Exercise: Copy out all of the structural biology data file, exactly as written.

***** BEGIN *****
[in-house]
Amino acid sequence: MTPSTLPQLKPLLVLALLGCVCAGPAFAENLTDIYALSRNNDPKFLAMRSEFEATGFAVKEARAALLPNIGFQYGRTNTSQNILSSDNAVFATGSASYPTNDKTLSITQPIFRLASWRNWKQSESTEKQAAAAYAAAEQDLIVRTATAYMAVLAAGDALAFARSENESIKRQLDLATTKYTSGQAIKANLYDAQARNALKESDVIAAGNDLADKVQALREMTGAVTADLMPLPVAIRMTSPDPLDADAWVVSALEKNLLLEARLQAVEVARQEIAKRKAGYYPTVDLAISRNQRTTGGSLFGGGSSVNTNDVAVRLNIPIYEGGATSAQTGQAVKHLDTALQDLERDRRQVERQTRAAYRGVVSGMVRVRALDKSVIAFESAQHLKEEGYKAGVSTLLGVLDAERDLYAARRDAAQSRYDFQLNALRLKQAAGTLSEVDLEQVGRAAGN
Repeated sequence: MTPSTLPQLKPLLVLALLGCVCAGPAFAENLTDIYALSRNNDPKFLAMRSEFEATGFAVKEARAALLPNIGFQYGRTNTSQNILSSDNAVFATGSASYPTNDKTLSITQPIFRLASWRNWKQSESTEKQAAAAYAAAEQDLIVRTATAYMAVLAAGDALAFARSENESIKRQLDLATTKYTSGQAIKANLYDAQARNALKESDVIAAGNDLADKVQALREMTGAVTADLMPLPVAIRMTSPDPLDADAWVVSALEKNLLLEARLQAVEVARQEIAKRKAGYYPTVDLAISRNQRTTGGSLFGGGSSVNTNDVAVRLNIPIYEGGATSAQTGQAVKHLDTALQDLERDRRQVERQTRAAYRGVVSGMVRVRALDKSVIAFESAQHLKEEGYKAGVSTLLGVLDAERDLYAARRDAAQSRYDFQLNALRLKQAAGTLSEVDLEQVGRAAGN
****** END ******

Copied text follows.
[in-house]
Amino acid sequence: MTPSTLPQLKPLLVLALLGCVCAGPAFAENLTDIYALSRNNDPKFLAMRSEFEATGFAVKEARAALLPNIGFQYGRTNTSQNILSSDNAVFATGSASYPTNDKTLSITQPIFRLASWRNWKQSESTEKQAAAAYAAAEQDLIVRTATAYMAVLAAGDALAFARSENESIKRQLDLATTKYTSGQAIKANLYDAQARNALKESDVIAAGNDLADKVQALREMTGAVTADLMPLPVAIRMTSPDPLDADAWVVSALEKNLLLEARLQAVEVARQEIAKRKAGYYPTVDLAISRNQRTTGGSLFGGGSSVNTNDVAVRLNIPIYEGGATSAQTGQAVKHLDTALQDLERDRRQVERQTRAAYRGVVSGMVRVRALDKSVIAFESAQHLKEEGYKAGVSTLLGVLDAERDLYAARRDAAQSRYDFQLNALRLKQAAGTLSEVDLEQVGRAAGN
Repeated sequence: MTPSTLPQLKPLLVLALLGCVCAGPAFAENLTDIYALSRNNDPKFLAMRSEFEATGFAVKEARAALLPNIGFQYGRTNTSQNILSSDNAVFATGSASYPTNDKTLSITQPIFRLASWRNWKQSESTEKQAAAAYAAAEQDLIVRTATAYMAVLAAGDALAFARSENESIKRQLDLATTKYTSGQAIKANLYDAQARNALKESDVIAAGNDLADKVQALREMTGAVTADLMPLPVAIRMTSPDPLDADAWVVSALEKNLLLEARLQAVEVARQEIAKRKAGYYPTVDLAISRNQRTTGGSLFGGGSSVNTNDVAVRLNIPIYEGGATSAQTGQAVKHLDTALQDLERDRRQVERQTRAAYRGVVSGMVRVRALDKSVIAFESAQHLKEEGYKAGVSTLLGVLDAERDLYAARRDAAQSRYDFQLNALRLKQAAGTLSEVDLEQVGRAAGN